Rationale for surgery before symptom onset

There clearly are a few situations in which aortic valve replacement is appropriate in asymptomatic patients. Examples include patients with evidence of left ventricular systolic dysfunction caused by aortic stenosis, young women with severe stenosis who desire pregnancy, patients with asymptomatic severe disease who plan activities that involve severe exertion or who live in areas remote from medical care, and adults with very severe

Figure 16.3. Cox regression analysis showing event free survival in 123 initially asymptomatic adults with valvar aortic stenosis, defined by aortic jet velocity at entry (p < 0.001 by log rank test). Reproduced with permission from Otto CM, et al. Circulation 1997;95:2262-70.

stenosis, in whom symptom onset is inevitable in the short term and in whom an elective procedure is preferred.

However, some investigators have suggested that valve replacement be performed in patients with severe aortic stenosis before symptom onset in order to prevent irreversible left ventricular hypertrophy and left ventricular systolic and diastolic dysfunction, and to decrease the risk of sudden death. There are little convincing data to support this approach. The most important predictor of postoperative left ventricular systolic function is preoperative systolic function, and most patients with aortic stenosis show an increase in ejection fraction after valve replacement. It is clear that diastolic dysfunction persists for years after aortic valve surgery, with histologic studies showing persistence of increased myocardial fibrosis.5 However, it is unclear how early the intervention would need to be performed in order to prevent these changes, and there have been no trials demonstrating clinical benefit of early intervention. The risk of sudden death in the absence of antecedent symptoms is extremely low in adults with aortic stenosis and certainly is lower than the operative mortality of valve replacement surgery.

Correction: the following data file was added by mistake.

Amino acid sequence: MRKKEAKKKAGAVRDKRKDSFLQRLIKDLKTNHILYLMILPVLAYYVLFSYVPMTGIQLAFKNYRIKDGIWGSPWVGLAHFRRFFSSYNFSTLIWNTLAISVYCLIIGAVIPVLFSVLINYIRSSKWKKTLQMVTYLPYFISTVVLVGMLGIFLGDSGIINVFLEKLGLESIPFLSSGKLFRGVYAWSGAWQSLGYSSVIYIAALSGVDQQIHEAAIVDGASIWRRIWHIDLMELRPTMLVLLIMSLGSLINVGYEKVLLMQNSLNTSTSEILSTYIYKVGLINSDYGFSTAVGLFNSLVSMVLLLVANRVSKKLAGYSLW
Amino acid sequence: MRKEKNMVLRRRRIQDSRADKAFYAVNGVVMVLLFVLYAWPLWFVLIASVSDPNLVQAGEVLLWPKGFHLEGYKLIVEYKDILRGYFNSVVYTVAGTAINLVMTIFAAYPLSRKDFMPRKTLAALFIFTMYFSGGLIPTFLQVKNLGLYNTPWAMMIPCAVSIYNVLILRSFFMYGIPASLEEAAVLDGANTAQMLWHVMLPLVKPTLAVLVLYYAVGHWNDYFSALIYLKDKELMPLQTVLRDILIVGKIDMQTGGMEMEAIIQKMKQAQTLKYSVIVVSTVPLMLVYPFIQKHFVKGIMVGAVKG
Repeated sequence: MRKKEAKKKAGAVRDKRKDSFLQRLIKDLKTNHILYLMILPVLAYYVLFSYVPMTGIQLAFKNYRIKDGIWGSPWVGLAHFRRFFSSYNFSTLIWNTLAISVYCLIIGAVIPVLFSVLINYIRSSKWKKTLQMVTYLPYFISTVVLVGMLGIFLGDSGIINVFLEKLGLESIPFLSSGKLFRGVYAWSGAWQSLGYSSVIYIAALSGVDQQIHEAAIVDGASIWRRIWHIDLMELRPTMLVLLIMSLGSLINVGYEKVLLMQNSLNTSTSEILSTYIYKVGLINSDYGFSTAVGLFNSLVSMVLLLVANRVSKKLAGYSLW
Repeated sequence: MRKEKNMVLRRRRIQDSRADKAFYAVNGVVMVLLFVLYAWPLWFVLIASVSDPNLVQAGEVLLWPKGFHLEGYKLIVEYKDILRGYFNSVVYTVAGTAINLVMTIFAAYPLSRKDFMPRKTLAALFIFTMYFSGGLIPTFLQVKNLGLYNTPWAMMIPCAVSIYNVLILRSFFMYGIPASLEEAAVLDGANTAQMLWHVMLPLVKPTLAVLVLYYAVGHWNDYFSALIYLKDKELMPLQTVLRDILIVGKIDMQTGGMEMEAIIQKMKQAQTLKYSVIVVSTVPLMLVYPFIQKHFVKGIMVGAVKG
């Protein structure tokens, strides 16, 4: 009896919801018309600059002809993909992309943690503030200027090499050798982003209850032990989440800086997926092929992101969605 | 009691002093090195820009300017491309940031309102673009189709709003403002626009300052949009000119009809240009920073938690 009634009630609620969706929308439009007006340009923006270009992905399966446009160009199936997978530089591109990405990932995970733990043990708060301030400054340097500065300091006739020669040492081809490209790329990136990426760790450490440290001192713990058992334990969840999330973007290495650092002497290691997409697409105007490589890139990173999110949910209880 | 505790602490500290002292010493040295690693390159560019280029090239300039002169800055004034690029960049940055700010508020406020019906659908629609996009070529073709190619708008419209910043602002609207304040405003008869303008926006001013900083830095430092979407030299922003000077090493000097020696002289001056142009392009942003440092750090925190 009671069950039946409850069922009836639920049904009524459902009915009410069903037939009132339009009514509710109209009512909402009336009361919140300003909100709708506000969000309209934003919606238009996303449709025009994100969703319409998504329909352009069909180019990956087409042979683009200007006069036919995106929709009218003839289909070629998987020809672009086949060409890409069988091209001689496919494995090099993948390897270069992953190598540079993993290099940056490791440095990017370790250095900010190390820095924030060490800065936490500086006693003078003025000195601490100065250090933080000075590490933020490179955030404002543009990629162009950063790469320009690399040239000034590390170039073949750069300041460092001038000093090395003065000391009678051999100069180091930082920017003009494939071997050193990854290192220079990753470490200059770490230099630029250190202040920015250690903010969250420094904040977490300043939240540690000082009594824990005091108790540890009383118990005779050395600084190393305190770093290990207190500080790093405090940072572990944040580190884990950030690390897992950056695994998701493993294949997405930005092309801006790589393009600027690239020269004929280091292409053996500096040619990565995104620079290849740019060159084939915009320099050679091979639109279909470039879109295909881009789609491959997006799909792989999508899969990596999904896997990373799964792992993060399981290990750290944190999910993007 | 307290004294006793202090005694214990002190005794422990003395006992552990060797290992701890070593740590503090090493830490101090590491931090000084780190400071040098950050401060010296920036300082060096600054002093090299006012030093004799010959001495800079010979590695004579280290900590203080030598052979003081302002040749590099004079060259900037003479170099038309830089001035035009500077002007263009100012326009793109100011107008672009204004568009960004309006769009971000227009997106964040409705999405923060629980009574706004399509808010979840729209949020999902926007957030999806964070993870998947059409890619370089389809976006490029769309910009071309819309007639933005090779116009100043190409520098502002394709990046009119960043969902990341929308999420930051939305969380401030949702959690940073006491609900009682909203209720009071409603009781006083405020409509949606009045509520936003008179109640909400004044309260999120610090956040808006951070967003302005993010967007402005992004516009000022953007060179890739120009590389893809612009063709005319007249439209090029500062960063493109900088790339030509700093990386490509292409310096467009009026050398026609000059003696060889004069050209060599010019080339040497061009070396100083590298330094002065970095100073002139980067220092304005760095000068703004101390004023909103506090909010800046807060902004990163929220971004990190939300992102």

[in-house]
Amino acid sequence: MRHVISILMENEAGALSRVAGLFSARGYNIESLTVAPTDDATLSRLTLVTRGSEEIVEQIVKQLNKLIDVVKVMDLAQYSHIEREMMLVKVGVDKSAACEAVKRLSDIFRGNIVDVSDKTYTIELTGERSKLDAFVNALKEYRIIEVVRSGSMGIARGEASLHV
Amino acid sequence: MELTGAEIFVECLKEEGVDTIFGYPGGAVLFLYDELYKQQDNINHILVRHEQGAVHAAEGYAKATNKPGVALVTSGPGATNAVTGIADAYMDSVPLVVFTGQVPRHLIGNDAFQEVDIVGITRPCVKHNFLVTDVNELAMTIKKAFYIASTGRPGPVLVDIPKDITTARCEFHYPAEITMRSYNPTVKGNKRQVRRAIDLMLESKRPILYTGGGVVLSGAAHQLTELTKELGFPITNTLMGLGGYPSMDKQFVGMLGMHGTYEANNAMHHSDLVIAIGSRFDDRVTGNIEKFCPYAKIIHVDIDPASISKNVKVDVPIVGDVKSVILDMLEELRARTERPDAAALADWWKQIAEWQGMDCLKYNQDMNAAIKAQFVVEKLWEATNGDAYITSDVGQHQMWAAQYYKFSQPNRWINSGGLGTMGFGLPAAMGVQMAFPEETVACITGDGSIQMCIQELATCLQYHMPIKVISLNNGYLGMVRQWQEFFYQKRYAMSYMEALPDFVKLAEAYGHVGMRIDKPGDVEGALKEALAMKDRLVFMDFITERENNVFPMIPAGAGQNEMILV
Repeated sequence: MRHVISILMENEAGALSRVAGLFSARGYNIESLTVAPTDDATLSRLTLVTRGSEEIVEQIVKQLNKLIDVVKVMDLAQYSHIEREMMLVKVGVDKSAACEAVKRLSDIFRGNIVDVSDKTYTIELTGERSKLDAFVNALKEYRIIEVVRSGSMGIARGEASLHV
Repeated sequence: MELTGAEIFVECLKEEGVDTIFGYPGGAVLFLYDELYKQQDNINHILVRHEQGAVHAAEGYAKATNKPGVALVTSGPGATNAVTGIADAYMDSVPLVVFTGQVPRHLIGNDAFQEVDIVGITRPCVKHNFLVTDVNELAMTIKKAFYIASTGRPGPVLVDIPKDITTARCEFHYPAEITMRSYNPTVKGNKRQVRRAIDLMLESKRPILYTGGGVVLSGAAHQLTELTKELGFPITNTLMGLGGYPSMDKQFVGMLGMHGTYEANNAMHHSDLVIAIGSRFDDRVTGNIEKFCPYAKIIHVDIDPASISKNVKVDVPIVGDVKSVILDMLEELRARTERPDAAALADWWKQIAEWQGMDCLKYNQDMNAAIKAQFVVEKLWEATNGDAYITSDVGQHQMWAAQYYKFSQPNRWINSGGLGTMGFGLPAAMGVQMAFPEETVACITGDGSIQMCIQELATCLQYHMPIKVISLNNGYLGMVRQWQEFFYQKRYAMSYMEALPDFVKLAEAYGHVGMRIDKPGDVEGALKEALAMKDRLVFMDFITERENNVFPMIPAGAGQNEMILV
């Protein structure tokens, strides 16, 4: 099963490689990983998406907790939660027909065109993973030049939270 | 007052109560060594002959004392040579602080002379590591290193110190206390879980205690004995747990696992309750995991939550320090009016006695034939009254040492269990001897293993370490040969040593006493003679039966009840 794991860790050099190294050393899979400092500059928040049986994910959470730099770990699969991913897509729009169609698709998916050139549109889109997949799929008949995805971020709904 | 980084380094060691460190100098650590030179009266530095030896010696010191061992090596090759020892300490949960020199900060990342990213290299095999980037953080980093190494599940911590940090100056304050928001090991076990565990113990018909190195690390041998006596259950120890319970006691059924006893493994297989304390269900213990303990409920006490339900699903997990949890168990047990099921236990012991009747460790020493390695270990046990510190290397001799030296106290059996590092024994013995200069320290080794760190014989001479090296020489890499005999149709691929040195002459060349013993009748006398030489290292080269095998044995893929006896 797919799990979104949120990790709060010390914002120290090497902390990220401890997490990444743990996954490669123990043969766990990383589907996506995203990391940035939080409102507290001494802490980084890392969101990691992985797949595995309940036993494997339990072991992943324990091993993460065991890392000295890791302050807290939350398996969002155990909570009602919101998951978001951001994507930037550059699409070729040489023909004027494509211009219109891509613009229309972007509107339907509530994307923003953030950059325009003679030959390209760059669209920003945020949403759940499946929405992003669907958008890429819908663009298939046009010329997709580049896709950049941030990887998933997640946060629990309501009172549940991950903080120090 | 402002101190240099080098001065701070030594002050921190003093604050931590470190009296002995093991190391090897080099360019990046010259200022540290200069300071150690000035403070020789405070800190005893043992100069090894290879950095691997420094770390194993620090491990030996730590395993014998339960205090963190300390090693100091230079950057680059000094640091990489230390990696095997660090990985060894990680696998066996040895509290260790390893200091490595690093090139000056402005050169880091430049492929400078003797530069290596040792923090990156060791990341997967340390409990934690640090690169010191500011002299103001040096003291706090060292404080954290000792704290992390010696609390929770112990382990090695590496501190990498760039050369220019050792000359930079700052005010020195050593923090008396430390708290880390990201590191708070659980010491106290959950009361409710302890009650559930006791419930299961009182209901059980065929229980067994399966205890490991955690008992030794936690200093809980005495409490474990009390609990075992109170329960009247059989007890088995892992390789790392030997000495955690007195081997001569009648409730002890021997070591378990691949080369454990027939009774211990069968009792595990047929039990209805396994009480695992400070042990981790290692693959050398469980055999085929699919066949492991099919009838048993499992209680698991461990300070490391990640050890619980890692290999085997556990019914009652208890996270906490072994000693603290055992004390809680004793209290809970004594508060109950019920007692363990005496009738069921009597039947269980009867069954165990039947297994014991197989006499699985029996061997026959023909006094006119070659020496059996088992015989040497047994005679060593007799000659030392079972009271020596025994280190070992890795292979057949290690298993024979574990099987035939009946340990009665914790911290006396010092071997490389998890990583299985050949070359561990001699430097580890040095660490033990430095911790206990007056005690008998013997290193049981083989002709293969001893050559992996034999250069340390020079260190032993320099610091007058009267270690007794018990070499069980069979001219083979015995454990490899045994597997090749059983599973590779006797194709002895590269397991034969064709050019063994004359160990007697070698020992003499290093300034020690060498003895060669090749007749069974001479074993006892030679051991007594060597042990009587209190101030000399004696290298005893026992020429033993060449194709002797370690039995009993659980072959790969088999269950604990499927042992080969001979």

At this time, it is difficult to advocate routine early surgery in asymptomatic adults with severe aortic stenosis. This issue is further confused by our changing understanding of the definition of severe stenosis. Some patients develop symptoms at a pressure gradient and valve area that traditionally have been considered moderate, while other patients with apparent severe stenosis remain asymptomatic. Thus, it is problematic to define a specific numerical measure of stenosis severity that could be used to justify earlier surgical intervention. Of course, the other side of the risk-benefit equation in the timing of aortic valve replacement includes operative mortality and morbidity and the suboptimal haemody-namics and longevity of prosthetic valves. As surgical techniques improve and better valve substitutes are developed the argument for early surgery may become more persuasive.

0 0

Post a comment